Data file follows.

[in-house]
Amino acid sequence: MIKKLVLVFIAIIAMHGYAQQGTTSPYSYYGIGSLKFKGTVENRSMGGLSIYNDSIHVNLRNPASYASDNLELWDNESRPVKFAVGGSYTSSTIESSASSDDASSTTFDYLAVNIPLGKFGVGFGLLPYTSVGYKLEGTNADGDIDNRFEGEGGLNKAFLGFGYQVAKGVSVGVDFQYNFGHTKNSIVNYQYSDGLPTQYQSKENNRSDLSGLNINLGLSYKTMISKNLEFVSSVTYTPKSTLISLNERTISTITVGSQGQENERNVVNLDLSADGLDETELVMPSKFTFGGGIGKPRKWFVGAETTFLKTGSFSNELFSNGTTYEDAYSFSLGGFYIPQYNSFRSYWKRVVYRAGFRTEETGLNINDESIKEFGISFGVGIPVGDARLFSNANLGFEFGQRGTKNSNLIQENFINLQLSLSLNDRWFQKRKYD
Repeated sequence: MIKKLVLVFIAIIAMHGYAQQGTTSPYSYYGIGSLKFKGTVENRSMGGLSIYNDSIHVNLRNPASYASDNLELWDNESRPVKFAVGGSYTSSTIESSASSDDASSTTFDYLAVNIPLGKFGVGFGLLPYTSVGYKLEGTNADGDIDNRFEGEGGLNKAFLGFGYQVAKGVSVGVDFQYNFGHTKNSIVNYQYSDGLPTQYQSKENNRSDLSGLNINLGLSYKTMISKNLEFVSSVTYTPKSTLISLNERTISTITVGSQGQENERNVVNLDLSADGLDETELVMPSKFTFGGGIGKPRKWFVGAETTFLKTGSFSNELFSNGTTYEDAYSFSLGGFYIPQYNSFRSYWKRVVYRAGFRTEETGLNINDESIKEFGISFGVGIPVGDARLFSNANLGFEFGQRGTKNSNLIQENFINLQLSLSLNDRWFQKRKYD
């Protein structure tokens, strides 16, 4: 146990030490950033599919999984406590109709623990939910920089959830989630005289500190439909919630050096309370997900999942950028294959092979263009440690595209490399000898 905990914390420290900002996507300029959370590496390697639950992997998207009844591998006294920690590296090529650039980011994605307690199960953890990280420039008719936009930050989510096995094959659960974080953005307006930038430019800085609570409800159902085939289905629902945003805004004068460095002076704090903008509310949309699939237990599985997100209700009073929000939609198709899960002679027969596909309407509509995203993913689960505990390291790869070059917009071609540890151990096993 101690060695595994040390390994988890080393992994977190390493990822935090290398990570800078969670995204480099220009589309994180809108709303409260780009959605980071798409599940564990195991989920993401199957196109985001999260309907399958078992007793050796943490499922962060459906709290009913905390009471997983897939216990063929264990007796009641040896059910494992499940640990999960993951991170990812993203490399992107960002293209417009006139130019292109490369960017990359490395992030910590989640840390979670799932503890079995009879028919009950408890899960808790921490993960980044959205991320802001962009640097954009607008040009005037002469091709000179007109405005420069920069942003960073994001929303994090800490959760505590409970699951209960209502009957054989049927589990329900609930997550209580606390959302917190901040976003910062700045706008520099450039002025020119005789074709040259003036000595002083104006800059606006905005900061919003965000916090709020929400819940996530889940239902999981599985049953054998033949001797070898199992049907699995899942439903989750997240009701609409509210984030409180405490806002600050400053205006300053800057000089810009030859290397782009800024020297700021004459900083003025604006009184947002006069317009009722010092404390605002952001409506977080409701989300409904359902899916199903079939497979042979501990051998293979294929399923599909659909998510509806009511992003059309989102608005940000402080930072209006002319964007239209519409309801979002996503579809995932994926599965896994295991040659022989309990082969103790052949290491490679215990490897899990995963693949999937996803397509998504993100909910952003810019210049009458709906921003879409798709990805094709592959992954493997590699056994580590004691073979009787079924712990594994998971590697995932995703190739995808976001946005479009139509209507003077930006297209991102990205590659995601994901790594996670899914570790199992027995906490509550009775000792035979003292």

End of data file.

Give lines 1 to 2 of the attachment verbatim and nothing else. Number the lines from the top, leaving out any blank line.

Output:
[in-house]
Amino acid sequence: MIKKLVLVFIAIIAMHGYAQQGTTSPYSYYGIGSLKFKGTVENRSMGGLSIYNDSIHVNLRNPASYASDNLELWDNESRPVKFAVGGSYTSSTIESSASSDDASSTTFDYLAVNIPLGKFGVGFGLLPYTSVGYKLEGTNADGDIDNRFEGEGGLNKAFLGFGYQVAKGVSVGVDFQYNFGHTKNSIVNYQYSDGLPTQYQSKENNRSDLSGLNINLGLSYKTMISKNLEFVSSVTYTPKSTLISLNERTISTITVGSQGQENERNVVNLDLSADGLDETELVMPSKFTFGGGIGKPRKWFVGAETTFLKTGSFSNELFSNGTTYEDAYSFSLGGFYIPQYNSFRSYWKRVVYRAGFRTEETGLNINDESIKEFGISFGVGIPVGDARLFSNANLGFEFGQRGTKNSNLIQENFINLQLSLSLNDRWFQKRKYD